Capt. Michael Kilpatrick
Vice-president, Great Lakes Region, Canadian Marine Pilots’ Association
President, Corporation of Professional Great Lakes Pilots
The Corporation of Professional Great Lakes Pilots was established in 1962 to deliver pilotage services in Districts 2 and 3 of the Great Lakes Region. District 2 spans the waters from Port Weller on Lake Ontario as far west as Sarnia, at the south end of Lake Huron. It includes the Welland Canal, Lake Erie, the Detroit and St. Clair Rivers and Lake St. Clair. District 3 covers an even larger area, comprising Lakes Huron, Michigan and Superior, as well as St. Mary’s River and Georgian Bay.
Pilots must have extensive experience and knowledge of the district for which they are licensed. Accordingly, pilots in Districts 2 and 3 are highly-experienced mariners, holding various certificates of competency, and usually having served several years as Masters on vessels navigating the Great Lakes. Their ship handling skills and local knowledge of the district is tested through comprehensive written and oral examinations.
Successful candidates then undergo practical training in the district, with assignments on a variety of vessel types under the supervision of an experienced pilot. A panel of senior pilots then evaluates a trainee’s readiness to be licensed by the federal government as a fully-qualified pilot. This is done by way of more written, oral and practical examinations. Pilotage assignments are shared by Canadian and U.S. pilots on the basis of a memorandum of understanding between the US Coast Guard and the Great Lakes Pilotage Authority, except for the Welland canal, where it is exclusively Canadian pilots. There are some 31 Canadian licensed pilots working in Districts 2 and 3.
In District 2, pilots must navigate the Welland Canal, a man-made waterway connecting Lakes Ontario and Erie. Opened in 1932, the canal’s eight locks allow vessels to bypass Niagara Falls via the Niagara Escarpment, conquering a height difference of almost 300 feet. The Welland Canal’s locks are just 80 feet wide, and with large ships routinely passing each other, very careful maneuvering in and out of locks is crucial. There can be only inches to spare on each side!
In such a narrow canal, very precise ship handling is essential. The smallest difference in any number of variable conditions, including vessel speed, distance between vessels, wind velocity, or water currents, can have an outsize impact on whether a ship transits the Canal safely. With navigational changes having to be made within a matter of seconds, the pilot must be on high alert, constantly adjusting engine, thruster, and rudder.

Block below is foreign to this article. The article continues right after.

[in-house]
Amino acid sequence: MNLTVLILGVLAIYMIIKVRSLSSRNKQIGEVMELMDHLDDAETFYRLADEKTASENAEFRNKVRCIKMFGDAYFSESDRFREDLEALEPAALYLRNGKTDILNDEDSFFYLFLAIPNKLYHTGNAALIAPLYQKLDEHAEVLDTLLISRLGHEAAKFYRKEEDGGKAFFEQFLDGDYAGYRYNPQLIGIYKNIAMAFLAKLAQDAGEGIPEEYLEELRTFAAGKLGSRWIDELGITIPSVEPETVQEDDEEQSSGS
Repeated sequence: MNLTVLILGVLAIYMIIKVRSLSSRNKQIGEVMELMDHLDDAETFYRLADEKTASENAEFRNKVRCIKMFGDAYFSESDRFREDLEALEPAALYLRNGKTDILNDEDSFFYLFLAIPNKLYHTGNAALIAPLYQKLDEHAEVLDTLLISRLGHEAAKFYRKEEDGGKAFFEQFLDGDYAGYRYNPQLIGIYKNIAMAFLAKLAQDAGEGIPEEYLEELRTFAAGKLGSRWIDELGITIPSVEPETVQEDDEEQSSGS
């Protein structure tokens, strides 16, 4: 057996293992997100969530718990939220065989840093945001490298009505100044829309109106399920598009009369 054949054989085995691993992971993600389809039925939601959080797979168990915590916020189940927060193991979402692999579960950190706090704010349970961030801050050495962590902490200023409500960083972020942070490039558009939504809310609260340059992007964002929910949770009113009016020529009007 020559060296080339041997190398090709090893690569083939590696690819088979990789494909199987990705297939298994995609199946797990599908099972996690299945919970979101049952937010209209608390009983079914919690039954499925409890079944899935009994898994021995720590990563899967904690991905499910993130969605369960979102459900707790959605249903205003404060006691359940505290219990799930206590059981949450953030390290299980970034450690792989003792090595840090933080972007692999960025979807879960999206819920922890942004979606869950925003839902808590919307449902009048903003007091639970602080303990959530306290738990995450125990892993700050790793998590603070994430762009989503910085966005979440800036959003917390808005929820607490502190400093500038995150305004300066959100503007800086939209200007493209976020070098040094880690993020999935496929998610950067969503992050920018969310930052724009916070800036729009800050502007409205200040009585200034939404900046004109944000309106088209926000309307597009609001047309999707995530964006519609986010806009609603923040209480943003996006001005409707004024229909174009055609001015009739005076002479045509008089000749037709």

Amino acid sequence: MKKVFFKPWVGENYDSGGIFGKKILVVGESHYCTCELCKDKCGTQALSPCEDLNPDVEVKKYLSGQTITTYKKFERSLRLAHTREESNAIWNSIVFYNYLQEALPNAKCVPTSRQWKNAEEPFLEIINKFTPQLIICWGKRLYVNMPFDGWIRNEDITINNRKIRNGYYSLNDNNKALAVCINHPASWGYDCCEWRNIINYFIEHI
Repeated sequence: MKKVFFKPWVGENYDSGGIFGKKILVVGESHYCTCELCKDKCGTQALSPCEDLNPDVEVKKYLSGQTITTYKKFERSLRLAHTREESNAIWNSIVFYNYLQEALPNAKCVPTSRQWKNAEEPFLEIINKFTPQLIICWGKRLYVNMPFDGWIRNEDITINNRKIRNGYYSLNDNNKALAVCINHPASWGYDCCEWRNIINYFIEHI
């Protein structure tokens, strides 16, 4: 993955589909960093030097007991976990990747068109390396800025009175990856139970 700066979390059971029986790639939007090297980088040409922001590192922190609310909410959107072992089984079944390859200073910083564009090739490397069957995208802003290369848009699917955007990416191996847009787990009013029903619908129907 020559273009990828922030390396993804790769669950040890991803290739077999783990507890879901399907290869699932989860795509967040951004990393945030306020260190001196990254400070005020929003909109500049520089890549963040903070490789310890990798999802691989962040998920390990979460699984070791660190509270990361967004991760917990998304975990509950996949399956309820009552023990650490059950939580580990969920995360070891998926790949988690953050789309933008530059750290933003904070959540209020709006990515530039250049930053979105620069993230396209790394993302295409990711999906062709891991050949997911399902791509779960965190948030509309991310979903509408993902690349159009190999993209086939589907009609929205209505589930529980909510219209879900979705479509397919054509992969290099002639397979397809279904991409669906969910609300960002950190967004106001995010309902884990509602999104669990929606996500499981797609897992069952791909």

Transit time through the Canal is upwards of 10 hours, and while there is usually a change of pilots halfway through, it is not uncommon for one pilot to do the entire transit during busy periods to keep delays to a minimum.
District 2 is, of course, more than just the Welland Canal. It includes a number of ports on Lake Erie, and on the Detroit and St. Clair rivers, serving important installations, including several oil refineries, steel plants and grain elevators.
District 3, by far the largest district in the Great Lakes Region, covers a vast territory that includes Lakes Michigan, Superior, and Huron, the connecting waters of the St. Mary’s River, as well the Georgian Bay.
Trips in the District, such as those from Chicago to Sarnia, can be as long as three days, so pilots must be prepared for long assignments. Assignments are also quite varied, ranging from short harbour assignments, to river transits, to passing through the locks at Sault Ste. Marie, and occasional visits to minor ports with cruise ships, special cargo charters, and tug-barge combinations.
Given the variety of ports in the District, the open waters transits, and the unprotected breakwater entrances of many of the ports, pilots must be very involved in voyage planning. Wind and water level fluctuations must be taken into account when planning lake transits and harbour entries. Where exposed breakwater approaches are inaccessible due to wind and navigational conditions in stormy weather, the use of anchorages is a possibility. In the winter months and early spring, weather routing for freezing spray, and ice pilotage skills are required. Snow squalls and seasonal fog provide special challenges in the narrow channels of the St. Mary’s River.
Another important feature of pilotage in District 3 that is connected to the sheer size of the district is the long distances that pilots may be required to travel for assignments. These distances can sometimes be over 1000 km.